Everybody working in culture’s got ‘em. Artists love to talk about ‘em. AllMusic even includes a standard (if sometimes suspect) list of influences and influencees in artist pages. And as a critic, I’ve got mine, too. I love A.O. Scott’s mordant tone (This line from his Star Trek review stands as one of my favorite all-time sentences in a critique: “Jim still manages to defy the continuity team and switch hair color from dirty blond to redhead and back again. Don’t worry, he’s still a natural dickhead underneath.”) if not always his conclusions and Manohla Dargis’s crusading spirit. But if I’m going to name someone who changed not just the way I write about movies but the way I watch them, credit has to go to a less famous source: Tony Palumbi.
Tony and I were buddies in high school. We were fellow debate nerds, he was on a better swim team than I was. For a long time, during the summer, he’d meet me after my job at the town swimming pool, we’d bike over to his house, and we’d watch a ton of action movies. I don’t know that I’d actually seen an action movie before Tony and I started hanging out. I was pretty freaked out by violent action sequences due to a tendency towards bad nightmares. He helped me get over that, and to appreciate the art of a good fight scene–and the unique sense of humor that often accompanies such fights. The movies we watched ranged from ridiculous to awesome, but a lot of them stuck with me, among them Hackers*, Plunkett & Macleane (the combination of which gave me a Jonny Lee Miller fixation for a while…ahh, youth.), Blade, and Starship Troopers. Maybe I would have gotten there on my own, but without Tony, I’m not sure I would be writing pieces like this one praising our transformation into a fanboy nation.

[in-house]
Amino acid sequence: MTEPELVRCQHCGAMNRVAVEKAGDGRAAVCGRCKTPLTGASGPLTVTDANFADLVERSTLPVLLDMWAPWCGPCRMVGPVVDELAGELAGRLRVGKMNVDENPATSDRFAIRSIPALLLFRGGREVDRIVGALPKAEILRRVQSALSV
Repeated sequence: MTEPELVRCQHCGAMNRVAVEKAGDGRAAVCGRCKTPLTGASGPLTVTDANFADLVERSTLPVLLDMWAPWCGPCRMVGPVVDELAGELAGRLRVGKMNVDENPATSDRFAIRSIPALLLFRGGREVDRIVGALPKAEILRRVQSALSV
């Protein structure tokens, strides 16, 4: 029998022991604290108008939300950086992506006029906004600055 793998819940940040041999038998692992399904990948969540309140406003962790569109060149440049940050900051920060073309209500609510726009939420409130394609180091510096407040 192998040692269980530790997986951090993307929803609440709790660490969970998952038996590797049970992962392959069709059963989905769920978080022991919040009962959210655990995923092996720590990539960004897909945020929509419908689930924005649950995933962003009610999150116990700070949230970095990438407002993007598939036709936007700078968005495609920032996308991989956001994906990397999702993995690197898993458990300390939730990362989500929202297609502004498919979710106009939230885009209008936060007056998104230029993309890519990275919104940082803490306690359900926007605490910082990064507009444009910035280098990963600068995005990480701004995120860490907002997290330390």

*Hackers may be dated as hell, but it is totally awesome, and informed a huge amount of my high school bravado. If only real-life hacking was so hilarious, and involved so much cross-dressing. And if only Jesse Bradford had gone on to have an actual career.